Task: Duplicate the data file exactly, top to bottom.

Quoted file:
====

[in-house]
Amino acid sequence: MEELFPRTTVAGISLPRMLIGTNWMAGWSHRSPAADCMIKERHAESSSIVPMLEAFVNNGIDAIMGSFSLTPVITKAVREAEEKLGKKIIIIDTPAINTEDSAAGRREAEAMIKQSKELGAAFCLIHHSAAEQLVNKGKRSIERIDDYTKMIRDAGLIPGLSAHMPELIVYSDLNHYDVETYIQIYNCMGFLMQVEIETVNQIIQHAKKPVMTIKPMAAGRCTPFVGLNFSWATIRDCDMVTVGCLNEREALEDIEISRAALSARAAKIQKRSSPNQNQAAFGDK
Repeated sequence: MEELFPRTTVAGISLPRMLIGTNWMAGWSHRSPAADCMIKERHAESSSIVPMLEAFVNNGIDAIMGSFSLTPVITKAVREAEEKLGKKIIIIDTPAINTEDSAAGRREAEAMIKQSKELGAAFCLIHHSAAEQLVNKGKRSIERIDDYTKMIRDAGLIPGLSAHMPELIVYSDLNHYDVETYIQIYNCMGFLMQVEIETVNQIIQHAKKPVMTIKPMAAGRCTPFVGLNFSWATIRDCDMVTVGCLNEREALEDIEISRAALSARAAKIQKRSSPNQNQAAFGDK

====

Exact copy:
[in-house]
Amino acid sequence: MEELFPRTTVAGISLPRMLIGTNWMAGWSHRSPAADCMIKERHAESSSIVPMLEAFVNNGIDAIMGSFSLTPVITKAVREAEEKLGKKIIIIDTPAINTEDSAAGRREAEAMIKQSKELGAAFCLIHHSAAEQLVNKGKRSIERIDDYTKMIRDAGLIPGLSAHMPELIVYSDLNHYDVETYIQIYNCMGFLMQVEIETVNQIIQHAKKPVMTIKPMAAGRCTPFVGLNFSWATIRDCDMVTVGCLNEREALEDIEISRAALSARAAKIQKRSSPNQNQAAFGDK
Repeated sequence: MEELFPRTTVAGISLPRMLIGTNWMAGWSHRSPAADCMIKERHAESSSIVPMLEAFVNNGIDAIMGSFSLTPVITKAVREAEEKLGKKIIIIDTPAINTEDSAAGRREAEAMIKQSKELGAAFCLIHHSAAEQLVNKGKRSIERIDDYTKMIRDAGLIPGLSAHMPELIVYSDLNHYDVETYIQIYNCMGFLMQVEIETVNQIIQHAKKPVMTIKPMAAGRCTPFVGLNFSWATIRDCDMVTVGCLNEREALEDIEISRAALSARAAKIQKRSSPNQNQAAFGDK